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So I'm pretty well-versed in the software world, and my buddy and I decided to tackle a hack idea to get into hardware hacking but we're trying to figure out whether our implementation will actually be feasible the way we're thinking about it.

The basic gist is this:

Some audio is playing through a car's speaker system. We have direct access to that digital audio stream. We also will be capturing the ambient sound, which is a mix of the audio song, any white noise, and conversation between the passengers in the cabin. We would like to take the latter (ambient) signal and subtract out the song's signal as much as possible to detect (roughly) whether or not a conversation is happening past a certain volume threshold (the resulting output for this measure can be 0 or 1 or analog).

Our proposed solution is to feed both signals into a differential amplifier and then capture the output and make meaning of it. We're not entirely sure whether this is the correct rabbit hole to jump down. We do know that this is possible via software with Least Mean Squares Filtering (or Finite Impulse Response filtering - although it doesn't bode too well in real time), but, again, we would like to try to get this done through hardware for the fun of it.

An issue we were thinking about is that the audio signals may be out-of-phase, but, since we're both noobs, we're not entirely sure how much of an issue this is in practicality.

Please excuse my ignorance if this is a dumb question. I tried looking for a similar question in the group but couldn't find anything that I perceived as close.

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What you're doing is known as "echo cancelling" (also here) and it's a common problem in the implementation of speakerphones. The gist of the problem is that the version of the music that you're getting from the microphone has been heavily modified (relative to the "clean" version you're getting directly from the radio) by the reverberation of the space it's playing in. A direct subtraction of the two signals will not achieve anything useful.

Instead, an adaptive FIR filter is used to build up an electronic copy or model of the acoustic reverberation, and the output of this filter can then be subtracted from the microphone signal to get a useful amount of cancellation.

The real trick is the algorithm that's used to "train" the filter, which needs to use heuristics to decide what's reverberation and what's actual background noise or conversation. These algorithms are far from trivial.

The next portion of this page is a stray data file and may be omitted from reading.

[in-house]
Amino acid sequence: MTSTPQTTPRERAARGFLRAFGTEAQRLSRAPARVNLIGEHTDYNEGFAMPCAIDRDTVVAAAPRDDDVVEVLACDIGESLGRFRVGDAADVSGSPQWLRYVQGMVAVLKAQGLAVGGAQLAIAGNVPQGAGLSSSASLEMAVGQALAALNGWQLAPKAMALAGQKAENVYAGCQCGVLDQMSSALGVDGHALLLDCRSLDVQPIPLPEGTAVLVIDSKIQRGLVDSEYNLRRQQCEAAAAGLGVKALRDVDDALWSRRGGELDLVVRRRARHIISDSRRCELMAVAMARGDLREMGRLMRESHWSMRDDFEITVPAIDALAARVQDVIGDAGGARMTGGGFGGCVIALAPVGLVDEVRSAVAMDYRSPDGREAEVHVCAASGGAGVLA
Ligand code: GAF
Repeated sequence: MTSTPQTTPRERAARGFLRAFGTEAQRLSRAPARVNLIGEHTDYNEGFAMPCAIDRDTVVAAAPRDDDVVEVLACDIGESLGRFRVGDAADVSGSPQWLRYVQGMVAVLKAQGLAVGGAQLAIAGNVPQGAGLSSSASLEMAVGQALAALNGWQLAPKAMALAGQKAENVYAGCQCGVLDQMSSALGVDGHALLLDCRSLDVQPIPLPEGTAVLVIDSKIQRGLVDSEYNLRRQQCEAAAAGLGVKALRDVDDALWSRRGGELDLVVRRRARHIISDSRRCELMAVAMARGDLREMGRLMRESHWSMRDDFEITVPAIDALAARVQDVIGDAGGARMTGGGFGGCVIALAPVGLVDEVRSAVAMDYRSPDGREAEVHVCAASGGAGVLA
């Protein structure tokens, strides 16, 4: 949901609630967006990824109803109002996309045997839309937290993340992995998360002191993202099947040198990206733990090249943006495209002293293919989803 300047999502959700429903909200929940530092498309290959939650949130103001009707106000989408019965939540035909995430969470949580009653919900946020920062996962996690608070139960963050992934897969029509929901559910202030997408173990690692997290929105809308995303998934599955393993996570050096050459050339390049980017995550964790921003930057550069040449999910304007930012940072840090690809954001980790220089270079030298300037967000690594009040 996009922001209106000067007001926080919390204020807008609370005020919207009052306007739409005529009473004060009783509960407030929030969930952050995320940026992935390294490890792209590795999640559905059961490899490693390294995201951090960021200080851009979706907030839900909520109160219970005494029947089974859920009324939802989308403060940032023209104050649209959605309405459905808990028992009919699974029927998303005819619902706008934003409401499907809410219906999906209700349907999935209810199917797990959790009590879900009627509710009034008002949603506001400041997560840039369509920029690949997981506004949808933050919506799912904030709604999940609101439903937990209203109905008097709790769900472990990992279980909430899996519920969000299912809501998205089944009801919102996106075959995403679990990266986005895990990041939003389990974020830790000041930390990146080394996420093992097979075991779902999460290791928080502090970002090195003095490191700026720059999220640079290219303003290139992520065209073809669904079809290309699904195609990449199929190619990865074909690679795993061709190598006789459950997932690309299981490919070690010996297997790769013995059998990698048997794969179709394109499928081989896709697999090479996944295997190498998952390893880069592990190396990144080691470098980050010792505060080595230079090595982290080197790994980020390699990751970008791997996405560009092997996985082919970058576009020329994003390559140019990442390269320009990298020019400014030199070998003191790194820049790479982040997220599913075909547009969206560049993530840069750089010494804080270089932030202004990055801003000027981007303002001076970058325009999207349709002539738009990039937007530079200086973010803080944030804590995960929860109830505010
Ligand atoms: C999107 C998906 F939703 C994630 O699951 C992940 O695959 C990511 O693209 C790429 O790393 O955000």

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  • \$\begingroup\$ Ahhh ok that actually explains it pretty clearly. \$\endgroup\$ – Vinay Jan 8 '15 at 9:52
  • \$\begingroup\$ Actually, it doesn't. The reverberation time in a space as small as a car, with a whole lot of sound-absorbing fabric and padding (not to mention people) is insignificant. Echoes are not a problem. \$\endgroup\$ – WhatRoughBeast Jan 8 '15 at 23:33
  • \$\begingroup\$ @WhatRoughBeast: Even though the reverberation time is very short, the frequency response of the through-the-air signal is very different from the direct electronic signal, and the adaptive filter is what compensates for this. Structurally, it's the same problem as echo cancellation (but not noise cancellation), but the details are different. \$\endgroup\$ – Dave Tweed Jan 9 '15 at 3:31
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Essentially, you're talking about the principle behind noise-cancelling headphones. For a quick discussion, see http://www.forbes.com/sites/geoffreymorrison/2014/02/21/are-noise-cancelling-headphones-worth-it/

In your case, you want to do the subtraction electronically rather than by reemitting the ambient noise with reversed polarity, but the principle is the same. However, you're actually dealing with a more difficult version, since you're dealing with a harder-to-control noise source. You can (more or less) deal with radio noise, although you need to model the acoustics of the car to determine what the music will sound like at the microphone, and that can get tricky. What you can't do easily is determine wind and road noise, which can be very significant depending on speed and road surface conditions. Headphones have the advantage that they can sense ambient noise more-or-less independently of what's going on in the headphones, but your situation doesn't have that luxury.

So, your idea can work (sort of) but don't expect too much.

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How about two mics? One right near a speaker and the other up where people are talking. Balance the gains when there is no talking and then look at the difference. Of course if it's stereo this won't work.

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